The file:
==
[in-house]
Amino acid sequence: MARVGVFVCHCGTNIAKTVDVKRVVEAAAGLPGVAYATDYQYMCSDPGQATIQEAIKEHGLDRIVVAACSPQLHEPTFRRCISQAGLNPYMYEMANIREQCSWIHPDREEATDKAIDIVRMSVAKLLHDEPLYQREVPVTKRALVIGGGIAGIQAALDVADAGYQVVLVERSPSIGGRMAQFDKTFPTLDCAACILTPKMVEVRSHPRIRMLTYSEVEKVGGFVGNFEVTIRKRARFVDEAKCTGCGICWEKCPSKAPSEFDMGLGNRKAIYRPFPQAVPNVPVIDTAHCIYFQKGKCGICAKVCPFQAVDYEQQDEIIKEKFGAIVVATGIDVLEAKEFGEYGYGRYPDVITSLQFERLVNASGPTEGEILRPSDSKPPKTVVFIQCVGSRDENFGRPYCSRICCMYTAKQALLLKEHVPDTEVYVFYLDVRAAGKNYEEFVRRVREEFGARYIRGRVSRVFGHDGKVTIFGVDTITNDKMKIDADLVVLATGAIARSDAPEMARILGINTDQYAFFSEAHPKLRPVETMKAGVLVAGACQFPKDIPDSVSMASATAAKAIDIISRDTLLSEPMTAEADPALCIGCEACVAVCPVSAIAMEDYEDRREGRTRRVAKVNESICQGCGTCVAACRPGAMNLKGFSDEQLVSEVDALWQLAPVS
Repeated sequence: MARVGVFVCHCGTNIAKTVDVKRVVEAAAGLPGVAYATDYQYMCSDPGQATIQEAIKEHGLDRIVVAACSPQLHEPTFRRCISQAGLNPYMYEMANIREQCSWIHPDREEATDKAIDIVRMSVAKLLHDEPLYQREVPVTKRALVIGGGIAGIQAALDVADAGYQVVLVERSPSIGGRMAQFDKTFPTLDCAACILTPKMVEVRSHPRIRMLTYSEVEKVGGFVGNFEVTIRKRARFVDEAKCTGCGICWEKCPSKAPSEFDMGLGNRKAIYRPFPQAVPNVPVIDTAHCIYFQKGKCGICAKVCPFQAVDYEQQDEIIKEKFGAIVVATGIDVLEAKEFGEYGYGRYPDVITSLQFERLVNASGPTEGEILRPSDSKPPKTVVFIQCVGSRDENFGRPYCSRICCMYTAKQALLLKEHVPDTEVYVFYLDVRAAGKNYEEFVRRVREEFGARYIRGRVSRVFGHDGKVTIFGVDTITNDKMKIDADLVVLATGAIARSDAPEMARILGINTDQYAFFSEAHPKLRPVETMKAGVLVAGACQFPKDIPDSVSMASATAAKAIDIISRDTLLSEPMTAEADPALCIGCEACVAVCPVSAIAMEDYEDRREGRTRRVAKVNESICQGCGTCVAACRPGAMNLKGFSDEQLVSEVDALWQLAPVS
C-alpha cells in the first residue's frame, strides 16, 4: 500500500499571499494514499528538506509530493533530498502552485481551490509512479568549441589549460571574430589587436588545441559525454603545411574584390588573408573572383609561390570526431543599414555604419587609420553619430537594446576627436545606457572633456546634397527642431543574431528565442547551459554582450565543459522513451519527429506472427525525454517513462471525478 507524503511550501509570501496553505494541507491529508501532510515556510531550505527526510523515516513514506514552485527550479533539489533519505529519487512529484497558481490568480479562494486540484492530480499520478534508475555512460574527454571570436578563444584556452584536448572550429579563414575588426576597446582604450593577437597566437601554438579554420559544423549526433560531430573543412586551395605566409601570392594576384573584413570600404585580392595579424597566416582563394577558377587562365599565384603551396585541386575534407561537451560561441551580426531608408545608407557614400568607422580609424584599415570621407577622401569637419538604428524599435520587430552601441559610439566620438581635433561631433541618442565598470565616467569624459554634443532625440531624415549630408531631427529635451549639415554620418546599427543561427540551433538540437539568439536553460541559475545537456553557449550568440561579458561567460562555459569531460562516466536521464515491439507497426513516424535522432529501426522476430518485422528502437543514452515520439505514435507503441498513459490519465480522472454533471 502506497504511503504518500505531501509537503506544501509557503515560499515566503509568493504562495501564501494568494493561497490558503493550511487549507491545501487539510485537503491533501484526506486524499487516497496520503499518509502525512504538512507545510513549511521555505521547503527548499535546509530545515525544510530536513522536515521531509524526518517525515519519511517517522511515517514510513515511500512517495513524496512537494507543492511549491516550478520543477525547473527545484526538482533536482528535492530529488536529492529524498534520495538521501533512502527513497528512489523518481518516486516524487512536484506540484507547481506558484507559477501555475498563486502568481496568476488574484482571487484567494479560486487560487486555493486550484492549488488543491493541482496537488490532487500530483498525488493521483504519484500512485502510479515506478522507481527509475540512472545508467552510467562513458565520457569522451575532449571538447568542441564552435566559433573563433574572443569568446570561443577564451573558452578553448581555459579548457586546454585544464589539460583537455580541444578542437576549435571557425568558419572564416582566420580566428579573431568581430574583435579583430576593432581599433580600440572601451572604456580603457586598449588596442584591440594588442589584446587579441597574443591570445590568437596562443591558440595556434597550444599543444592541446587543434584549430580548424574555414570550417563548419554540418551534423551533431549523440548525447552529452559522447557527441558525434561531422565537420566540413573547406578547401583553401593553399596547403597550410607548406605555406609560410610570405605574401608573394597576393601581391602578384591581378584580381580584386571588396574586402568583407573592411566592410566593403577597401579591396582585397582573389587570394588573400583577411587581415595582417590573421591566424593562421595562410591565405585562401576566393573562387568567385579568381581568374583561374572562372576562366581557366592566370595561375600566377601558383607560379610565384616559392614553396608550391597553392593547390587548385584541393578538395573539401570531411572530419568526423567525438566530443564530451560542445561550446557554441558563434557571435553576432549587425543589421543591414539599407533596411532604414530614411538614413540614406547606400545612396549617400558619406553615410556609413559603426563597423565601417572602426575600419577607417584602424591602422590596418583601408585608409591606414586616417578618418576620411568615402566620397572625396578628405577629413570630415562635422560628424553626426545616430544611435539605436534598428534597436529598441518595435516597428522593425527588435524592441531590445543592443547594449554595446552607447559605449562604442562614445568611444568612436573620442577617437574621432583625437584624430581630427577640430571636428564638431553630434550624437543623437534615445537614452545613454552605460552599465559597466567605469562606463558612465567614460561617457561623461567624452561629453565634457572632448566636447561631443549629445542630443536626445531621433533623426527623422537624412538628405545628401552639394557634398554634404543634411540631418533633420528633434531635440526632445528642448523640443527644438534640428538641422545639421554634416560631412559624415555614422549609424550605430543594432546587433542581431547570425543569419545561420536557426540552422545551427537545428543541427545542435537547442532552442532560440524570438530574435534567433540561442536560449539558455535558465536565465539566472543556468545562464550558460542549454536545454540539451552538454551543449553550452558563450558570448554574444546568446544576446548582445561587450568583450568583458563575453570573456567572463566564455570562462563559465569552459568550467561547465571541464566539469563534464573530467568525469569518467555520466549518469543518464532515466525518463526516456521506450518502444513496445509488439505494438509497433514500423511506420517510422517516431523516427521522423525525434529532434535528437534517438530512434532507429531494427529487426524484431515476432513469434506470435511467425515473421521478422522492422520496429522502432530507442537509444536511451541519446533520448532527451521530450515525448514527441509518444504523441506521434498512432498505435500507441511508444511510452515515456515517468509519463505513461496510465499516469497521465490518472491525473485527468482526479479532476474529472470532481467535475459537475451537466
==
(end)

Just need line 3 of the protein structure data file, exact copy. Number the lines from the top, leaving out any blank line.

Repeated sequence: MARVGVFVCHCGTNIAKTVDVKRVVEAAAGLPGVAYATDYQYMCSDPGQATIQEAIKEHGLDRIVVAACSPQLHEPTFRRCISQAGLNPYMYEMANIREQCSWIHPDREEATDKAIDIVRMSVAKLLHDEPLYQREVPVTKRALVIGGGIAGIQAALDVADAGYQVVLVERSPSIGGRMAQFDKTFPTLDCAACILTPKMVEVRSHPRIRMLTYSEVEKVGGFVGNFEVTIRKRARFVDEAKCTGCGICWEKCPSKAPSEFDMGLGNRKAIYRPFPQAVPNVPVIDTAHCIYFQKGKCGICAKVCPFQAVDYEQQDEIIKEKFGAIVVATGIDVLEAKEFGEYGYGRYPDVITSLQFERLVNASGPTEGEILRPSDSKPPKTVVFIQCVGSRDENFGRPYCSRICCMYTAKQALLLKEHVPDTEVYVFYLDVRAAGKNYEEFVRRVREEFGARYIRGRVSRVFGHDGKVTIFGVDTITNDKMKIDADLVVLATGAIARSDAPEMARILGINTDQYAFFSEAHPKLRPVETMKAGVLVAGACQFPKDIPDSVSMASATAAKAIDIISRDTLLSEPMTAEADPALCIGCEACVAVCPVSAIAMEDYEDRREGRTRRVAKVNESICQGCGTCVAACRPGAMNLKGFSDEQLVSEVDALWQLAPVS